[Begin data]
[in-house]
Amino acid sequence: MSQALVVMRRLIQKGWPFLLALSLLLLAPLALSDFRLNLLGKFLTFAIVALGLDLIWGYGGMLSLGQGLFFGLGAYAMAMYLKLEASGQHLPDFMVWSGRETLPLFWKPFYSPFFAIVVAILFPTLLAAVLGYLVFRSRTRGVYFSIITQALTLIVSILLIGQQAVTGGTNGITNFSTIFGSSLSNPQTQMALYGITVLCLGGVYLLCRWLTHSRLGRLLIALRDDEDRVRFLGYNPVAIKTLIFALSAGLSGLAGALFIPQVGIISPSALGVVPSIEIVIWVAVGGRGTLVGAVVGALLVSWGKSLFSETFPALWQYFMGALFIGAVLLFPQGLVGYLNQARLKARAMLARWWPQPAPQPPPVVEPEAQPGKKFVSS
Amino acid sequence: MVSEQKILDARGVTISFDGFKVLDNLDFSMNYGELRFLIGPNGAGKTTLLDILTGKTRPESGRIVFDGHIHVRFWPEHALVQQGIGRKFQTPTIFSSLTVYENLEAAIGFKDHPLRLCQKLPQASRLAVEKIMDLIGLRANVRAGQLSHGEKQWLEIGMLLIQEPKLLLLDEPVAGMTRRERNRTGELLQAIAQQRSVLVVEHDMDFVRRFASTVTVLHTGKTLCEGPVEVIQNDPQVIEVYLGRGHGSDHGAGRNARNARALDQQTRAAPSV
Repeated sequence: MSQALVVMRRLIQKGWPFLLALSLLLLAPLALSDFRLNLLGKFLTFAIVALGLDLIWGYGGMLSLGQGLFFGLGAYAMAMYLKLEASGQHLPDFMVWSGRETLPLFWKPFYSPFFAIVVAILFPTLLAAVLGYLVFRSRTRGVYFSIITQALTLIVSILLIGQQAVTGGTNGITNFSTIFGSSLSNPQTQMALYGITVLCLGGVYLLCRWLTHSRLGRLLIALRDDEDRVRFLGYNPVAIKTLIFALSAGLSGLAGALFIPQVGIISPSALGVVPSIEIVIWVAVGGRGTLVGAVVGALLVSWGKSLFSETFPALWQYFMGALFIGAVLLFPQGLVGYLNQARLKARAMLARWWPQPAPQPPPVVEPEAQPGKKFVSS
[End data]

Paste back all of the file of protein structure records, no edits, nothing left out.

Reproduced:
[in-house]
Amino acid sequence: MSQALVVMRRLIQKGWPFLLALSLLLLAPLALSDFRLNLLGKFLTFAIVALGLDLIWGYGGMLSLGQGLFFGLGAYAMAMYLKLEASGQHLPDFMVWSGRETLPLFWKPFYSPFFAIVVAILFPTLLAAVLGYLVFRSRTRGVYFSIITQALTLIVSILLIGQQAVTGGTNGITNFSTIFGSSLSNPQTQMALYGITVLCLGGVYLLCRWLTHSRLGRLLIALRDDEDRVRFLGYNPVAIKTLIFALSAGLSGLAGALFIPQVGIISPSALGVVPSIEIVIWVAVGGRGTLVGAVVGALLVSWGKSLFSETFPALWQYFMGALFIGAVLLFPQGLVGYLNQARLKARAMLARWWPQPAPQPPPVVEPEAQPGKKFVSS
Amino acid sequence: MVSEQKILDARGVTISFDGFKVLDNLDFSMNYGELRFLIGPNGAGKTTLLDILTGKTRPESGRIVFDGHIHVRFWPEHALVQQGIGRKFQTPTIFSSLTVYENLEAAIGFKDHPLRLCQKLPQASRLAVEKIMDLIGLRANVRAGQLSHGEKQWLEIGMLLIQEPKLLLLDEPVAGMTRRERNRTGELLQAIAQQRSVLVVEHDMDFVRRFASTVTVLHTGKTLCEGPVEVIQNDPQVIEVYLGRGHGSDHGAGRNARNARALDQQTRAAPSV
Repeated sequence: MSQALVVMRRLIQKGWPFLLALSLLLLAPLALSDFRLNLLGKFLTFAIVALGLDLIWGYGGMLSLGQGLFFGLGAYAMAMYLKLEASGQHLPDFMVWSGRETLPLFWKPFYSPFFAIVVAILFPTLLAAVLGYLVFRSRTRGVYFSIITQALTLIVSILLIGQQAVTGGTNGITNFSTIFGSSLSNPQTQMALYGITVLCLGGVYLLCRWLTHSRLGRLLIALRDDEDRVRFLGYNPVAIKTLIFALSAGLSGLAGALFIPQVGIISPSALGVVPSIEIVIWVAVGGRGTLVGAVVGALLVSWGKSLFSETFPALWQYFMGALFIGAVLLFPQGLVGYLNQARLKARAMLARWWPQPAPQPPPVVEPEAQPGKKFVSS